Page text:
Seattle, Washington (CNN) – The dinner crowd trickles in slowly at first, some taking time to play a little pool in a recreation area, others just wait patiently in line, or find a spot to sit and strike up a conversation.
On the street, Orion Center has a reputation for its pleasant and welcoming staff, and, as Kayla Wyatt puts it, a place to get a good "feed." And of late, there are many new faces among the familiar.
At a restaurant, that's a sign of progress. At a support organization for the young homeless - like Orion Center - it is a troubling sign of the times.
More troubling is to take an up-close look at Seattle's streets and parks after Orion Center shuts down for the day, especially as temperatures drop and the combination of rain and gusty winds makes for bone-chilling conditions.
"I broke the top of my femur, so with the plate and screws, now I'm actually, two months later, able to walk - do some walking on my own," Ballard told us. "Physical therapy is coming along very well."
Once the hip is back to full strength, Ballard will need knee surgery to repair ligament damage, but he shrugs and voices encouragement at his progress and smiles a confident smile when asked about his ultimate goal.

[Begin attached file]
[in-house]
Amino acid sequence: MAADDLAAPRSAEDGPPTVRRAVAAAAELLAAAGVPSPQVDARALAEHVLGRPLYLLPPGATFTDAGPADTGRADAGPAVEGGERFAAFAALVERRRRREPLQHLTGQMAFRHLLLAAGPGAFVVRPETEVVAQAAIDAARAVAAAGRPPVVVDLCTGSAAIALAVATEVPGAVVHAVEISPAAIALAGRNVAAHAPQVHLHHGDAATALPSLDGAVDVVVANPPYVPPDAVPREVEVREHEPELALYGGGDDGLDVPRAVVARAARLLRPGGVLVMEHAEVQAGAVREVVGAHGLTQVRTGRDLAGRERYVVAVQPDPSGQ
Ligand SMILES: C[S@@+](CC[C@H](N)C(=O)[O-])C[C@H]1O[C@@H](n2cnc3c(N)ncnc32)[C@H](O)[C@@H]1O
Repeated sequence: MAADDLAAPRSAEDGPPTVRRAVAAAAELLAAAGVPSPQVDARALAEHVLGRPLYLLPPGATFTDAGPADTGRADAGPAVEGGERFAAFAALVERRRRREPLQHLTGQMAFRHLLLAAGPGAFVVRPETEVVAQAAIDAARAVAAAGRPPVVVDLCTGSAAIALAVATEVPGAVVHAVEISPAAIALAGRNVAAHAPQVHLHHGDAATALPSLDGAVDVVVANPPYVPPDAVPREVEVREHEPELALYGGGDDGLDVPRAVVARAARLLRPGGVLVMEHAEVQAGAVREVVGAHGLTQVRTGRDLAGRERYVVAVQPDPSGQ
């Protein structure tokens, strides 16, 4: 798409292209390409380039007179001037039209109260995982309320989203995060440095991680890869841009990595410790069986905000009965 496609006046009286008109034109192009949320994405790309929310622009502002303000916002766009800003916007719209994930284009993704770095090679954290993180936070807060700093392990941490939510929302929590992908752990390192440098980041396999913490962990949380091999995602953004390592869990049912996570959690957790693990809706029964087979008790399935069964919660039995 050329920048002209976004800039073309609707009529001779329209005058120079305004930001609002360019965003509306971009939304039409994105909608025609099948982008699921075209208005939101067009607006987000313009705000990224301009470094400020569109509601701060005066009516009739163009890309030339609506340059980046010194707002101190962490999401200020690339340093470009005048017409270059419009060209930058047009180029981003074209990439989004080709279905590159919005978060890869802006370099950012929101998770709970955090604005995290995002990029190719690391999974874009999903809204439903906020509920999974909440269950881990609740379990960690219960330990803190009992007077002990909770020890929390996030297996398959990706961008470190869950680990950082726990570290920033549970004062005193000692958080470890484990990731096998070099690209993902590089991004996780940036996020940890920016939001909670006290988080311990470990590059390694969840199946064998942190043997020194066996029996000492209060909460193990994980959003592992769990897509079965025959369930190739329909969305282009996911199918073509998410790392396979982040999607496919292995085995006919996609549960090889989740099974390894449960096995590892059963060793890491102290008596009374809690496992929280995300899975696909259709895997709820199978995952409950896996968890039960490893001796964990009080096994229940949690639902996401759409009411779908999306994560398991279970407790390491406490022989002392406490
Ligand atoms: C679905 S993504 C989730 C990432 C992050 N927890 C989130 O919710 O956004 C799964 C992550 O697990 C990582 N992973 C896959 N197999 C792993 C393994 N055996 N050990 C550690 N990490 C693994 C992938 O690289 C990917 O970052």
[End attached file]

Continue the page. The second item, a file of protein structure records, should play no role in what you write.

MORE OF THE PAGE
"Get back and fight," Ballard said without hesitation. "Return to duty."
Veterans Day traditionally has been set aside more to honor those who have served rather than those still serving. But eight-plus years of war in Afghanistan and Iraq have created a huge class of combat veterans who still wear the uniform, many of them with two or three or more deployments under their belts and perhaps more in their futures.
(CNN) - If Barack Obama is betting on Nevada, he may find a pleasant payoff. A new poll suggests that the Democratic presidential candidate is widening his lead there.
That's contributing to an increase in territory for Obama in CNN's Electoral College Map. The map estimates what would occur if the election were held today, by reviewing state polls, voting trends, campaign visits and advertising.
In the Nevada survey - one of five CNN/Time/Opinion Research Corporation state polls released Thursday morning - 52 percent of likely voters say Obama is their choice for president, with 45 percent backing John McCain. That seven-point lead is up from a five-point advantage Obama held in a poll taken one week ago.
Nevada narrowly voted for George W. Bush in the last two presidential contests.
"Obama is racking up support among blue collar voters in Nevada," said CNN Polling Director Keating Holland. "Two weeks ago, he had a six-point lead among people with no college degree. Now he has a 23-point lead over McCain among that group. If the unions are making a big push for Obama in Nevada, it seems to be working."